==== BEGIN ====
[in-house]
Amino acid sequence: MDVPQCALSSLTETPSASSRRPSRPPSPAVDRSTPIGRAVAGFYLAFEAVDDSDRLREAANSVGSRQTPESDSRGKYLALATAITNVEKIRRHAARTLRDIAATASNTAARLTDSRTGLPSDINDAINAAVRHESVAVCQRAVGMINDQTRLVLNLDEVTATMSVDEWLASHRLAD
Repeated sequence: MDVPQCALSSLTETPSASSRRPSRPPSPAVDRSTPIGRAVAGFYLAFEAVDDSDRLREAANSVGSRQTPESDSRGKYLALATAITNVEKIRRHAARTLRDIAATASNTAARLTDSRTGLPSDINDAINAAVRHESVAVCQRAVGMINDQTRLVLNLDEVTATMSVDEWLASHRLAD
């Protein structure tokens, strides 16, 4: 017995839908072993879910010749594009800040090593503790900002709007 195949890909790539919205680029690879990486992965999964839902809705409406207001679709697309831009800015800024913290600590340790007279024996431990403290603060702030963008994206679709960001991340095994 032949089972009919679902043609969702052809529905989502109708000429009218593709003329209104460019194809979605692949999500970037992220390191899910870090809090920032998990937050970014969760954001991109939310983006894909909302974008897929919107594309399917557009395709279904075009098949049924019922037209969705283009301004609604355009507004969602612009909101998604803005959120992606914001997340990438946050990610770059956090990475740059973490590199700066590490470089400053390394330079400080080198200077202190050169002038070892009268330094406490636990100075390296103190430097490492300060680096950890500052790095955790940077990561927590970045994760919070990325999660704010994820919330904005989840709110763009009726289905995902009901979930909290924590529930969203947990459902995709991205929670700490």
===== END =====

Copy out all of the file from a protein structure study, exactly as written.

[in-house]
Amino acid sequence: MDVPQCALSSLTETPSASSRRPSRPPSPAVDRSTPIGRAVAGFYLAFEAVDDSDRLREAANSVGSRQTPESDSRGKYLALATAITNVEKIRRHAARTLRDIAATASNTAARLTDSRTGLPSDINDAINAAVRHESVAVCQRAVGMINDQTRLVLNLDEVTATMSVDEWLASHRLAD
Repeated sequence: MDVPQCALSSLTETPSASSRRPSRPPSPAVDRSTPIGRAVAGFYLAFEAVDDSDRLREAANSVGSRQTPESDSRGKYLALATAITNVEKIRRHAARTLRDIAATASNTAARLTDSRTGLPSDINDAINAAVRHESVAVCQRAVGMINDQTRLVLNLDEVTATMSVDEWLASHRLAD
């Protein structure tokens, strides 16, 4: 017995839908072993879910010749594009800040090593503790900002709007 195949890909790539919205680029690879990486992965999964839902809705409406207001679709697309831009800015800024913290600590340790007279024996431990403290603060702030963008994206679709960001991340095994 032949089972009919679902043609969702052809529905989502109708000429009218593709003329209104460019194809979605692949999500970037992220390191899910870090809090920032998990937050970014969760954001991109939310983006894909909302974008897929919107594309399917557009395709279904075009098949049924019922037209969705283009301004609604355009507004969602612009909101998604803005959120992606914001997340990438946050990610770059956090990475740059973490590199700066590490470089400053390394330079400080080198200077202190050169002038070892009268330094406490636990100075390296103190430097490492300060680096950890500052790095955790940077990561927590970045994760919070990325999660704010994820919330904005989840709110763009009726289905995902009901979930909290924590529930969203947990459902995709991205929670700490």